The most obvious case is when a rule marked required fails. For example, the user may enter an incorrect password for the account, which would cause that PAM to fail execution. In that case, any remaining rules will still execute, but the stack itself will fail regardless of whether the later rules succeed. This behavior is useful since you often don't want to override other rules simply because one failed; for example, one rule might be an account rule that must make an entry to a log, regardless of whether the login was successful.
A similar case occurs when a requisite rule fails. This type of rule works exactly like a required rule, but it terminates the stack immediately, and later rules are not executed. This "early return" notion is useful for cases where it's known that a failure of one PAM obviates the rest. For example, if a stack consists of multiple account rules and the first fails because the account doesn't exist, the rest are also guaranteed to fail and there may not be a reason to execute them. (However, in practice this is a bad idea, since the very act of terminating a stack early can give an attacker useful knowledge, as mentioned earlier.)
Rules that are sufficient are similar to requisite rules in that they terminate the stack; however, the meaning of a sufficient rule is precisely opposite of a requisite rule. A sufficient rule alone is enough for an entire stack to succeed, and so there's no reason to bother executing the rest. The most common use of sufficient rules is probably to immediately and unconditionally grant access to the root user (or to another user, such as the personal power user account on a personal workstation). After all, if you're already the most powerful account on the system, there's no reason to check to see if you can become more powerful.
An optional rule is a bit different, however. Most of the time, optional rules have no impact on the operation of a stack. An optional rule can fail and it won't matter to the overall success of the stack. There is, however, an exception to that behavior, which is when the optional rule is the only rule in the stack. In that case, PAM has no other rule to use to determine the success or failure of the stack, and so it has no choice but to use the optional rule.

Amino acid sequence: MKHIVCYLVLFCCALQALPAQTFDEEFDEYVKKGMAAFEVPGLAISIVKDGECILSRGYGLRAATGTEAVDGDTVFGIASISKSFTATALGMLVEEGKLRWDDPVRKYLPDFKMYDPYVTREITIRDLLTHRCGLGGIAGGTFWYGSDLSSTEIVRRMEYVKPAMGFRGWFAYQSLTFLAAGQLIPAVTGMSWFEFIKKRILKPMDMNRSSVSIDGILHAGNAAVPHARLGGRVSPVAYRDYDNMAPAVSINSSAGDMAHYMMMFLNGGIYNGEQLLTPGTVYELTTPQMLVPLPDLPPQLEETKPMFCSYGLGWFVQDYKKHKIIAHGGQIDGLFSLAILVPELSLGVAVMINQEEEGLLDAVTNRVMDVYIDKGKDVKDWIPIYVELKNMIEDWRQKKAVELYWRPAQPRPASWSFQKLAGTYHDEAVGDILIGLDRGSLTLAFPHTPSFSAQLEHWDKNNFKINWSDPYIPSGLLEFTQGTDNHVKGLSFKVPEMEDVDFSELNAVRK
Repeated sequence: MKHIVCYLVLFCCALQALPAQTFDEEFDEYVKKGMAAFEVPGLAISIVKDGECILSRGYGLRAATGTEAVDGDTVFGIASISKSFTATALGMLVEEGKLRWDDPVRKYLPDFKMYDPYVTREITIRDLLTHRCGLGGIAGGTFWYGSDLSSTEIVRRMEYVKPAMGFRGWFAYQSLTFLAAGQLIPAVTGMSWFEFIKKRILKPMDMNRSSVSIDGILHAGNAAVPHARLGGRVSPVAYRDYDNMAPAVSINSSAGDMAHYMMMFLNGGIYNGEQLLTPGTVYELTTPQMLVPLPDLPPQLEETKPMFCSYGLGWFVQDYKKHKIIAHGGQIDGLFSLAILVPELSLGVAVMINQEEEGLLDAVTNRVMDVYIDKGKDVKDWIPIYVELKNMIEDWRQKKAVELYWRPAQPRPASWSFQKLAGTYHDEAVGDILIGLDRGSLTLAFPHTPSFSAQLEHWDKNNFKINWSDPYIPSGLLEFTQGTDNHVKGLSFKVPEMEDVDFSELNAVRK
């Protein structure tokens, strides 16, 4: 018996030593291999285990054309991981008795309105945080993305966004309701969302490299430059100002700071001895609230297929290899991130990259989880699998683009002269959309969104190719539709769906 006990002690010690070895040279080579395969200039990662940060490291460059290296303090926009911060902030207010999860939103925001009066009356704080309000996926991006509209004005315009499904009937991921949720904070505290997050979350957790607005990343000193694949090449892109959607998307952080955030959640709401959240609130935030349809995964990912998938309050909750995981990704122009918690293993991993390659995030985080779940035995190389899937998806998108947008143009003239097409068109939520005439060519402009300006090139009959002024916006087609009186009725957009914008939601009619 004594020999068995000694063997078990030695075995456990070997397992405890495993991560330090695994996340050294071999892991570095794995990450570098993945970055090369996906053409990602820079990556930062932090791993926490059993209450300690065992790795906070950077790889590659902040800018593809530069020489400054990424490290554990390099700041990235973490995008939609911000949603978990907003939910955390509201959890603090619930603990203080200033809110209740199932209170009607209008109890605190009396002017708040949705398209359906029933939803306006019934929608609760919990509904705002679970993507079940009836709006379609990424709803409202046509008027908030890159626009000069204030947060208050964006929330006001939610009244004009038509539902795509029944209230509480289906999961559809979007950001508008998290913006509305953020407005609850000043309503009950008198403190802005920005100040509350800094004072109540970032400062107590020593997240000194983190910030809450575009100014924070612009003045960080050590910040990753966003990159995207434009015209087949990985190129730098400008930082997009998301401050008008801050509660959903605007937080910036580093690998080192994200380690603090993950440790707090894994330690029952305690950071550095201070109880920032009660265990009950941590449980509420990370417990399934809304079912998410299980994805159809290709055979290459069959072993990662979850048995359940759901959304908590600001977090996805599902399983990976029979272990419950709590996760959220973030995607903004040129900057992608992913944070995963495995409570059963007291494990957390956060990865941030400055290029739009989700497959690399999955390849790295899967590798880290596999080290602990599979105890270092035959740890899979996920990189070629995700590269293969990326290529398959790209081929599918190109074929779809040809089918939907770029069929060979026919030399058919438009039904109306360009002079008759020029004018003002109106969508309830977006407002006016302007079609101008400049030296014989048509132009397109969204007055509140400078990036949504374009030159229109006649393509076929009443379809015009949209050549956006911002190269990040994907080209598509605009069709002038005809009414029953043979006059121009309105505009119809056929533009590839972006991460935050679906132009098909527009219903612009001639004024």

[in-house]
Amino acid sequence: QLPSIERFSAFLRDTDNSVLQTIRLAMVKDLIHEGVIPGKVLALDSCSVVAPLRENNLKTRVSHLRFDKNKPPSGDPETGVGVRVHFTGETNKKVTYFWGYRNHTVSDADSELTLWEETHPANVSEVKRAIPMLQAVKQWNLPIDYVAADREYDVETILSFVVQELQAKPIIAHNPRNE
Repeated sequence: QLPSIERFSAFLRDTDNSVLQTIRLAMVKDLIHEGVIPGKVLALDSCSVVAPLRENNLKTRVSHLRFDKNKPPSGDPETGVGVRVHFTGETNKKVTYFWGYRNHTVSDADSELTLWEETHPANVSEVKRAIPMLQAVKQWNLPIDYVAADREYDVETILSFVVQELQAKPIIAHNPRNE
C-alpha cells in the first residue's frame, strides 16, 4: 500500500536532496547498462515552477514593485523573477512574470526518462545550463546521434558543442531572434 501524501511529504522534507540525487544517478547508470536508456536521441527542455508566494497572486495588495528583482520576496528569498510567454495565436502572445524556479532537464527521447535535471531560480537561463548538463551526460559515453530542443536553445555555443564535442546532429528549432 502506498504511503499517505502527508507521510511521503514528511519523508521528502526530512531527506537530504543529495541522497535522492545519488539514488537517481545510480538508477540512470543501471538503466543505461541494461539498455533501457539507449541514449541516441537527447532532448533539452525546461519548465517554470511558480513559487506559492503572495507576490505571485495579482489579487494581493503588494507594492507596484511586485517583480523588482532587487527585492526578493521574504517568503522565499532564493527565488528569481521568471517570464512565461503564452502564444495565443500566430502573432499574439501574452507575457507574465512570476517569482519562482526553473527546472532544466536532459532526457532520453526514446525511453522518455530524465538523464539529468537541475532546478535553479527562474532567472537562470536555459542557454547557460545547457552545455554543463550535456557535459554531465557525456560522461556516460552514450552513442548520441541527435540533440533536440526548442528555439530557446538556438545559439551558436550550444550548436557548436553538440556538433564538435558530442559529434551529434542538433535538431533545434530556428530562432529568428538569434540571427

The key to understanding and using PAM rule stacks is to understand the conditions that can cause them to deviate from the "normal" case. The general idea can be summarized as follows:
PAM groups rules in /etc/pam.conf (or /etc/pam.d/*) into "stacks" by their service and type.
PAM executes the appropriate stack each time an application requests a particular service.
Each rule in the stack is executed, unless a requisite or sufficient rule interrupts the process.
This model used by PAM is actually fairly common, especially in securityrelated systems. For example, the Linux kernel (and in fact most firewall-capable systems) uses a roughly similar paradigm for running its iptables firewall scripts. Another example is the access control list functionality supported by many disk filesystems (such as the AFS network filesystem). This type of configuration can be notoriously subtle and tricky to get right, precisely because it's extremely powerful. The trick to working with this type of configuration is to understand the conditions that can cause a deviation from the norm and to think through all possibilities. Also, the fewer rules, the better, since fewer rules make for simplicity, and simplicity makes for robustness.
Listing 9-1 is a copy of the /etc/pam.d/up2date file from Red Hat Linux 7.3. The up2date program is a system maintenance tool developed by Red Hat and is discussed in Chapter 4. Since up2date is a system maintenance tool, it requires root permissions to run, and so it has security needs that make for a good example of PAM. This file is a typical example of how PAM is used in practice. Each line in the file is described individually. Note, however, that the PAMs themselves are not discussed exhaustively.
Listing 9-1: Sample PAM Configuration File
#%PAM-1.0 auth sufficient /lib/security/pam_rootok.so auth required /lib/security/pam_stack.so service=system-auth session required /lib/security/pam_permit.so session optional /lib/security/pam_xauth.so account required /lib/security/pam_permit.so
The first line is simply a comment, and it includes information on the version of PAM required by the file. The remaining lines define three stacks: an auth stack, a session stack, and an account stack. Note that these lines do not include the service element; this is because Red Hat's distribution uses the /etc/pam.d mechanism. If Red Hat had chosen to use a single /etc/pam.conf instead, then each line would have to be prefixed by "up2date".